When her husband decided to heat with a woodstove, he used a two-man cross cut saw, with his oldest son, who was not yet 10. The income from the farm didn’t cover its costs, their son said, and was supplemented by Mr. Teator working for other farms, like cleaning stables, baling hay, as a carpenter, and trucking milk cans. The younger Donald Teator remembered, when he worked in the hay fields on long days with his father, Mrs. Teator drove her Plymouth to the field where they worked with a tray of warm food for lunch.

Baking about two cakes from scratch each week, Mrs. Teator had to hide them for risk of their being eaten prematurely.

“When I heard the Mixmaster going, my ears perked up and I’d make sure I was in the right place at the right time,” said Mr. Teator, who helped prepare the baking supplies as a child.

She made chocolate cakes and orange cakes, and cakes with vanilla icing and a border of bittersweet chocolate. She baked bread and tins of cookies for her children to take to class and give to their teachers.

Mrs. Teator kept aware of the people in the community, helping at church dinners and school events. She was cheerful and curious, chatting freely with the staff at the Good Samaritan Nursing Home.

“I think she was a joiner,” said Mr. Teator. “She liked to meet other people. Usually a gentle person, she went out of her way to help people, to help everybody. Privately she might voice her displeasure or suspicions or regrets, but out in the open I think many people respected her cheerfulness.”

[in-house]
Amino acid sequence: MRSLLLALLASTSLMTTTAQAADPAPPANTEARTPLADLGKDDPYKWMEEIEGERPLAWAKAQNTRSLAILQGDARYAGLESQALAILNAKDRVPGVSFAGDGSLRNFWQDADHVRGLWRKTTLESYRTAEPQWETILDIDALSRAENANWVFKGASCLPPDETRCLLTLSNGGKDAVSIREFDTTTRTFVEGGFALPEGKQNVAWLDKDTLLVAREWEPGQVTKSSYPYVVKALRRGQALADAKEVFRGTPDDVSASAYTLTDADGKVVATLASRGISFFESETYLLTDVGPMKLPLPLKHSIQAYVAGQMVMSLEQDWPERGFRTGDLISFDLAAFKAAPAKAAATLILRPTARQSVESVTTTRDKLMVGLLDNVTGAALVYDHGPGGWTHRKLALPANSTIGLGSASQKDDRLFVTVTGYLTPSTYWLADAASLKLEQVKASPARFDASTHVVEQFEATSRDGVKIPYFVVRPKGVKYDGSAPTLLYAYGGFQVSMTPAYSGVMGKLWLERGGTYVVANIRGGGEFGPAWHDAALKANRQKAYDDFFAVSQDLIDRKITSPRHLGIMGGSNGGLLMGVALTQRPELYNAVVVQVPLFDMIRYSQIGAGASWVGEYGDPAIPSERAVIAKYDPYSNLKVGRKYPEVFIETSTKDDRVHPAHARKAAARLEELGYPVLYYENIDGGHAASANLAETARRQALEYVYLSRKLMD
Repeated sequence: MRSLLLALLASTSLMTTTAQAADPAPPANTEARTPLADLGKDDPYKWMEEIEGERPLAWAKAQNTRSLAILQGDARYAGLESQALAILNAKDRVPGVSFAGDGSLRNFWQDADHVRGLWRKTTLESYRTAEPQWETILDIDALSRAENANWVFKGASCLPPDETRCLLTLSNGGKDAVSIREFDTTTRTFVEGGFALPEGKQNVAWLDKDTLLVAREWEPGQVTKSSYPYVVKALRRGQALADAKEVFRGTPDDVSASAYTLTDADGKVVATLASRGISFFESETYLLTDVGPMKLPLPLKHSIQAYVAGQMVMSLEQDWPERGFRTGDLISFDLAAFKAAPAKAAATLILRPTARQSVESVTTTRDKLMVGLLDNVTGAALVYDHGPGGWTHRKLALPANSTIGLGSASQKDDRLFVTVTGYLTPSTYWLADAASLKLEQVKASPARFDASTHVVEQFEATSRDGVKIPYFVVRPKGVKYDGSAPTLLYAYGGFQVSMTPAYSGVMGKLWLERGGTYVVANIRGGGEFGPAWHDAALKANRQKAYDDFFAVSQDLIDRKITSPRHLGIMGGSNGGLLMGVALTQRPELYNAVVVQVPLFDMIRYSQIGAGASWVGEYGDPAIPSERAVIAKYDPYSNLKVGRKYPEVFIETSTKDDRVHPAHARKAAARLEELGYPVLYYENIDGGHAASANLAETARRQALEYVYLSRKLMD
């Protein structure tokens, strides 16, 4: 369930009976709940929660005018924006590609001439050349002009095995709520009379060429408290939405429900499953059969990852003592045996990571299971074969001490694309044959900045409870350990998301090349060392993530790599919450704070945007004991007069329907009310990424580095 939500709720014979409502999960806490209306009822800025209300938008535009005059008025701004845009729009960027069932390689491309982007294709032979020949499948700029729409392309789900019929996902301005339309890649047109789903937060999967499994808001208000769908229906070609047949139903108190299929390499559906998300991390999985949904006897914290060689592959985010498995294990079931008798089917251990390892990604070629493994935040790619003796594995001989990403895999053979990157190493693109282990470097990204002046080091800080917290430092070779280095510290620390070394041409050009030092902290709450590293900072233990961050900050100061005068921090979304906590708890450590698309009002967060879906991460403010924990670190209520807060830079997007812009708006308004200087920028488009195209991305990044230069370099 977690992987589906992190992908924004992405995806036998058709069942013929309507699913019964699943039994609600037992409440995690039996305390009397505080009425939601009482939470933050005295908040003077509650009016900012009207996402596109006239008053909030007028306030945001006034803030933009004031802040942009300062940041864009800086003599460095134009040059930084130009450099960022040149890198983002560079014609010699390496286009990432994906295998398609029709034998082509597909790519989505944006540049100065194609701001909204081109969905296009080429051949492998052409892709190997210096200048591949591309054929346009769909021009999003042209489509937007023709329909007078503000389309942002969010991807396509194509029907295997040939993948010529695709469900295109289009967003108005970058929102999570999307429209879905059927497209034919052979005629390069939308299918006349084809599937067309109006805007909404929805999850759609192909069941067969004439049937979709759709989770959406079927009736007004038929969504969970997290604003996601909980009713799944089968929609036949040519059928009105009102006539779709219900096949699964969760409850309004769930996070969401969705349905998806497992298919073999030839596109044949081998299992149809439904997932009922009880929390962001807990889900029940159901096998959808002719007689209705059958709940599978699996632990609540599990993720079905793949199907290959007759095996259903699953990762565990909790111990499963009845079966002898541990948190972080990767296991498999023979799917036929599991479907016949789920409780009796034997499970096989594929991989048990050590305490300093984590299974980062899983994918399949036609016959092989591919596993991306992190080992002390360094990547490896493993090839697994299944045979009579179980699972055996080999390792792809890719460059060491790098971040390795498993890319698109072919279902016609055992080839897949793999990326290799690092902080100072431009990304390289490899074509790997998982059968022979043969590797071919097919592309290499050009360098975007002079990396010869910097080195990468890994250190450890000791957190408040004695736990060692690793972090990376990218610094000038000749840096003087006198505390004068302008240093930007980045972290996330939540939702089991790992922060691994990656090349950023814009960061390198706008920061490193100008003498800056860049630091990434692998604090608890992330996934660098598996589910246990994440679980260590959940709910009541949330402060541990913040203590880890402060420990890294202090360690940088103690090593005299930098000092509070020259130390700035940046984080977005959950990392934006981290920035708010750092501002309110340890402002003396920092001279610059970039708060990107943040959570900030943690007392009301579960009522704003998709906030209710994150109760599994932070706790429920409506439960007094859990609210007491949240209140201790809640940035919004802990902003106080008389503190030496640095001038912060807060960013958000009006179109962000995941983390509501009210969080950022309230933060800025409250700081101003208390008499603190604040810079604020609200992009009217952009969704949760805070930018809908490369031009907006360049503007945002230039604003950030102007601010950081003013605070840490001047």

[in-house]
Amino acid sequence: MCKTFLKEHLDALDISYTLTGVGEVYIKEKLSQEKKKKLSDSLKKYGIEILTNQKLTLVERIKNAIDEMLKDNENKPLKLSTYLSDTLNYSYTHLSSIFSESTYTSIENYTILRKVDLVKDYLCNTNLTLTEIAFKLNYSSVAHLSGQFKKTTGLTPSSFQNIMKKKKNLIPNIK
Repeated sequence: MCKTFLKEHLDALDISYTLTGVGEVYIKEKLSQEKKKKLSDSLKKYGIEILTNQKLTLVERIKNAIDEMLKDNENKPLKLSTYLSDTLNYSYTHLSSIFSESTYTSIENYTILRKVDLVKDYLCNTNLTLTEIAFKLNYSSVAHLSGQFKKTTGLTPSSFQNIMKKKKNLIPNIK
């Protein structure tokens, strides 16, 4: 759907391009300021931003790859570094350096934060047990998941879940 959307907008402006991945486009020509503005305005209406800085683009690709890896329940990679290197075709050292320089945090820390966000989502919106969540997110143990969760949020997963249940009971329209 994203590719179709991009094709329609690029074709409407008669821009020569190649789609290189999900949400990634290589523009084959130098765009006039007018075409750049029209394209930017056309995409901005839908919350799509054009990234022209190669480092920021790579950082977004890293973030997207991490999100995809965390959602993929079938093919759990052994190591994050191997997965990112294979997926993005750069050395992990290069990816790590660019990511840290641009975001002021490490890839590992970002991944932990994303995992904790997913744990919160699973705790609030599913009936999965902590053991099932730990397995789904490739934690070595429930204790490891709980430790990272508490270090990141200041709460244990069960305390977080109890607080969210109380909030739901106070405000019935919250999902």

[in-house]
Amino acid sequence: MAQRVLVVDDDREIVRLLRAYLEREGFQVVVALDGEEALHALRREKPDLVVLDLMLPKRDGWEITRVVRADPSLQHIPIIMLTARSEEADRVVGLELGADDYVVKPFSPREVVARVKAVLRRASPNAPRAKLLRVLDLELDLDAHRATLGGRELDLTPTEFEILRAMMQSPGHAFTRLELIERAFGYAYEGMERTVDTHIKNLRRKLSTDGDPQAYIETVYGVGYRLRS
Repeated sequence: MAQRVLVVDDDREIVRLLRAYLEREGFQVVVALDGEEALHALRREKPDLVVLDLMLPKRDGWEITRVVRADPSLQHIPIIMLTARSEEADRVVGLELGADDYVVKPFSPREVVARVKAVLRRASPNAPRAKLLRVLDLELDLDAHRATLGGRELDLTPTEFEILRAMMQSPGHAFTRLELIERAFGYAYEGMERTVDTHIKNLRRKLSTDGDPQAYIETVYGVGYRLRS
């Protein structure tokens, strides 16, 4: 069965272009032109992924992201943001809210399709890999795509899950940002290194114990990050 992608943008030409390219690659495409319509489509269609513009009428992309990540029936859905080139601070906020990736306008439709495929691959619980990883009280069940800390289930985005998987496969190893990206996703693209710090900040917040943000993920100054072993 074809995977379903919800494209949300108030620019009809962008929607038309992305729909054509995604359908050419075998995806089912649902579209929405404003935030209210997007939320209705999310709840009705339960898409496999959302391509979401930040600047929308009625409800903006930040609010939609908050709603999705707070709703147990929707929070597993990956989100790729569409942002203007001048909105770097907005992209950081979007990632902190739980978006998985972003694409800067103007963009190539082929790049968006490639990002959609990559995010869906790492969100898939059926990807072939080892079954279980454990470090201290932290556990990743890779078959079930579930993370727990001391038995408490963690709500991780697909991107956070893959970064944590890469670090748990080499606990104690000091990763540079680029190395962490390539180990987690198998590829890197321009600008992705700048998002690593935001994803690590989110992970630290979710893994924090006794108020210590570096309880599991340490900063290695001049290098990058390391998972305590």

As she entered her sixties, Mrs. Teator was a senior companion with the Greene County Senior Service Program, taking care of elderly people for 15 years. She attended meetings of the Greenville historical group. She joined her son, Donald Teator, the town historian, to visit local cemeteries.

Mrs. Teator retained a closeness with her family in New Jersey, where they lived in denser suburbs, and visited there a couple times each year.

Her church was the center of her community and a source of many friendships.

When her husband started attending church, the family traveled out of Freehold to go to several different churches over time, until their son, David, became a member of the First Baptist Church of Westerlo and Mrs. Teator and Mrs. Richardson joined, as well. Mrs. Teator was a member at First Baptist for more than 26 years.

Mrs. Richardson remembered moments of gut-weakening laughter with Mrs. Teator leaning on her daughter.

“The odd things will tickle our funny bone,” said Mrs. Richardson.


Constance Mae Teator is survived by her four children, Donald B. Teator and his wife, Debra, Ronald Teator and his wife, Leona, David Teator and his wife, Connie, and Phyllis Richardson and her husband, Cliff; her five grandchildren, Nathaniel Teator, Brett Teator, Tiffany Nishefci, Jared Richardson, and Rebekah Richardson; and her sister, Grace Winans.

In addition to her parents, Ninian and Ruth (née Williams) Murray, and her husband, Donald Teator, her brother, Bruce, and a sister, Margaret, died before her.

Arrangements were made by A. J. Cunningham Funeral Home in Greenville. A memorial service will be held Friday, April 4, at 11 a.m. at the First Baptist Church of Westerlo, 618 State Route 143, Westerlo. Burial will be later in the spring, in Freehold Cemetery. Mourners may go online at

Memorial contributions may be made to the First Baptist Church of Westerlo, Post Office Box 130, Westerlo, NY 12193, the Capital City Rescue Mission, 259 South Pearl Street, Albany, NY 12202, or the Greenville Local History Group care of Don Teator, 3979 County Route 67, Freehold, NY 12431.

— Marcello Iaia